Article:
Formula 1 Racing

Russell felt on “verge of getting knocked out” before British GP pole

Pole man George Russell, Mercedes-AMG F1 Team

George Russell feared he was set for an early Formula 1 qualifying elimination before securing pole for the British Grand Prix, and felt his car came alive in Q3.

Both Mercedes drivers had brief flirtations with the elimination zone across the opening phases of qualifying at Silverstone, but managed to haul themselves into the final shootout for pole.

Russell said that this was where the performance of his W15 ratcheted up, although he admitted that it was “the most pressure I’ve ever felt in a qualifying session” as he felt his confidence being knocked by the first phases.

Nonetheless, Russell led the way after the opening flurry of laps in qualifying; Lewis Hamilton overcame his team-mate’s benchmark on his second lap, but the younger Briton returned the favour to clinch his second pole of the season.

“This is definitely one of the best feelings I’ve ever had on a Saturday afternoon and the car was just insane when we went out in Q3, it just really came alive,” Russell said. “It was one of the best feelings I’ve had driving this circuit – crossing the line with my name in P1.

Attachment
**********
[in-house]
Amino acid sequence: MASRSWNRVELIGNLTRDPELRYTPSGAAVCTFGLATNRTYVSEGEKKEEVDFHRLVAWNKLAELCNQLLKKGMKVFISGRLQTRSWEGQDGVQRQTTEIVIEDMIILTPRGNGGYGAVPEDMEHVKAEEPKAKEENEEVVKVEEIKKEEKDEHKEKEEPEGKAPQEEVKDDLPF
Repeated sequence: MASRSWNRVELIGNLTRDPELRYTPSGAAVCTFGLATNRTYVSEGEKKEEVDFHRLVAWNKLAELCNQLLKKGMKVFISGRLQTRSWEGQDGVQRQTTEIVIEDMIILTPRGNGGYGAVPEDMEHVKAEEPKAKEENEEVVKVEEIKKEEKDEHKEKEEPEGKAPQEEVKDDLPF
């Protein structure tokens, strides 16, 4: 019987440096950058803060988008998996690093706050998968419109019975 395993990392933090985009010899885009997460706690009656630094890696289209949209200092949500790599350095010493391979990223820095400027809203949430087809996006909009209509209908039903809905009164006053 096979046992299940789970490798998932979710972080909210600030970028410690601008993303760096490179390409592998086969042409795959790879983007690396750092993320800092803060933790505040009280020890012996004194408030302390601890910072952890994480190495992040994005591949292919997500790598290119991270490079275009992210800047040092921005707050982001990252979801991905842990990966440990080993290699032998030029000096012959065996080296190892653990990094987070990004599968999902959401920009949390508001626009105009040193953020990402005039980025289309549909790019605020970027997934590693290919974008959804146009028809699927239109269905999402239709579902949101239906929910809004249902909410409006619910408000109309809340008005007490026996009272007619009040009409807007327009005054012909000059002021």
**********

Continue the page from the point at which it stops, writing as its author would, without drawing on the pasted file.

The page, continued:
“And then with both of us on the front row, we couldn’t have even dreamed of that after the first three or four races.

Pole man George Russell, Mercedes-AMG F1 Team

Photo by: Zak Mauger / Motorsport Images

“In Q3, we really turned it up, because Q1 and Q2 were very, very challenging. I felt like I was about to get knocked out at various points. The track was improving every single lap.

“And probably going into Q3 was the most pressure I’ve ever felt in a qualifying session because the whole Q1 and Q2 runs, it felt like I was on the verge of getting knocked out every single occasion.

“I wasn’t feeling that confident with myself, but as soon as I went through Turn 1 and Turn 2 in Q3 I felt good and managed to do the laps.”

Russell was slower in the first sector of his pole lap, but noted the point at which it began to improve to yield the ultimate two-tenth improvement.

He added that, although Mercedes was expecting to lose “a tenth or two” to second-row occupiers Lando Norris and Max Verstappen, weather would leave a question mark upon Sunday’s race with more rain forecast.

“From Turn 6 to Turn 9, I gained a lot; Turn 6 and 7 was mega, a big headwind through there so I braked really late and could just carry the speed through the corners. But it was just on rails, the car. I just felt so confident in it.

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